Money, Banking and the Foreign Exchange Market in Emerging Economies

Money, Banking and the Foreign Exchange Market in Emerging Economies

Tarron Khemraj

Despite the financial liberalization agenda of the mid-1980s, a system of bank oligopolies has developed in both large and small, open developing economies. Mainstream monetary theory tends to assume a capital markets structure and is therefore not well suited to an analysis of these economies. This book outlines a unique theoretical framework that can be used to examine monetary and exchange rate policies in developing economies or other economies in which banks dominate external finance.

Chapter 6: The investment demand constraint and the FX market

Tarron Khemraj

Subjects: economics and finance, development economics, financial economics and regulation, post-keynesian economics

Extract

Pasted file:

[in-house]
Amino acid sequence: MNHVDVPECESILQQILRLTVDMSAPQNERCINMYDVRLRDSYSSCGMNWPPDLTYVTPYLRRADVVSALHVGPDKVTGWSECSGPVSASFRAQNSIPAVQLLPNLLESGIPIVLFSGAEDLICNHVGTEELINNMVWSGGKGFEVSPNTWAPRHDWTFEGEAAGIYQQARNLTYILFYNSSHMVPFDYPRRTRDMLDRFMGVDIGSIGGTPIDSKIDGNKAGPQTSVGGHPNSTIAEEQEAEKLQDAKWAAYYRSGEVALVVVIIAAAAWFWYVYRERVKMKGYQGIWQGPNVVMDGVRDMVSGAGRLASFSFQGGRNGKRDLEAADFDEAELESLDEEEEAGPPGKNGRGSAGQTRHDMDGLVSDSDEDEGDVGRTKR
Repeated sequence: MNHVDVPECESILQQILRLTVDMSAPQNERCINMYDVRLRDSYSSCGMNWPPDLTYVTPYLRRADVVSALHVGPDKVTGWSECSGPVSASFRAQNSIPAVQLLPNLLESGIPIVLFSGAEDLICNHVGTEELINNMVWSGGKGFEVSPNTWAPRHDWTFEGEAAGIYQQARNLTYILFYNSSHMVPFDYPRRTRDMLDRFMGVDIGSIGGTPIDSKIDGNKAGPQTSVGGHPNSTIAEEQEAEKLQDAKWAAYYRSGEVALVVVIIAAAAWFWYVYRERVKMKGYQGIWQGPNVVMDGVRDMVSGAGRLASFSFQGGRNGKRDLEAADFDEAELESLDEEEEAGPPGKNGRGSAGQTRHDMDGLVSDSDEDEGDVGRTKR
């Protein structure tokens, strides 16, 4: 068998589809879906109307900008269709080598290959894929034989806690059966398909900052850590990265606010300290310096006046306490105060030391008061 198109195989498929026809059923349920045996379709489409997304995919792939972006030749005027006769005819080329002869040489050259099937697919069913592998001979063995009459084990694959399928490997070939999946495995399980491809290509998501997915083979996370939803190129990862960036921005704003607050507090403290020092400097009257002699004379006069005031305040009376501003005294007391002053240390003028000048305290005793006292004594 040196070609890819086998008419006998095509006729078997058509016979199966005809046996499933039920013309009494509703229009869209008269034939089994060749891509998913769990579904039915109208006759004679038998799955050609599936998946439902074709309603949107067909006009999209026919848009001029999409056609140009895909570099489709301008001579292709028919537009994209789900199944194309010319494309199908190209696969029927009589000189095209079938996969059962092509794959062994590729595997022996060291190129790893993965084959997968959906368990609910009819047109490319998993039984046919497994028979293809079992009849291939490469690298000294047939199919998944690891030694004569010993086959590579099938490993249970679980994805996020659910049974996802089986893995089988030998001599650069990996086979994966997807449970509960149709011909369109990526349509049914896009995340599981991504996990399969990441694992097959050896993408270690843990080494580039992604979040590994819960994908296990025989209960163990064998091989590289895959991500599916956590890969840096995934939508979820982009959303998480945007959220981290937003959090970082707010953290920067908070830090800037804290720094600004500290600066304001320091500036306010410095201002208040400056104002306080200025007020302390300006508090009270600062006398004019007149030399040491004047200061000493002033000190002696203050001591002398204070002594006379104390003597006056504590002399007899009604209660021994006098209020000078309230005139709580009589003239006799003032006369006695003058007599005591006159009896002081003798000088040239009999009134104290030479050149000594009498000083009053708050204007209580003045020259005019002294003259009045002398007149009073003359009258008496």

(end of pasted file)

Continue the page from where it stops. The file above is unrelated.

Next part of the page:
Previous chapters analysed commercial bank hoarding in a static framework. This chapter presents a dynamic macroeconomic model to explain the subtleties of commercial bank hoarding and its relationship to the dynamic adjustment of aggregate output and prices. Chapter 4 presented a dynamic model that is more suited to economies in which the central bank controls a benchmark policy interest rate; this chapter, on the other hand, outlines a model in which the central bank has to rely on reserve money management. The differences in the approach between the two chapters stem from the philosophical position of this work that insists that the models must reflect the institutional and structural characteristics of the economies under study. Therefore the policy of reserve management is analysed in a dynamic setting by assuming that the investment demand constraint is the binding constraint. In other words, this chapter demonstrates how bank liquidity generates an investment demand constraint, which is the opposite of the hypothetical bank liquidity trap regime presented in Chapter 4. The analysis is made richer by including commercial bank hoarding at the aggregate level. In the bank liquidity trap, which was examined in Chapter 3, liquidity preference of banks generates a credit supply constraint because the interest rate is very low relative to the risk-adjusted marginal cost of lending. Often in developing economies the foreign exchange market is fundamental for bringing about macroeconomic stability.

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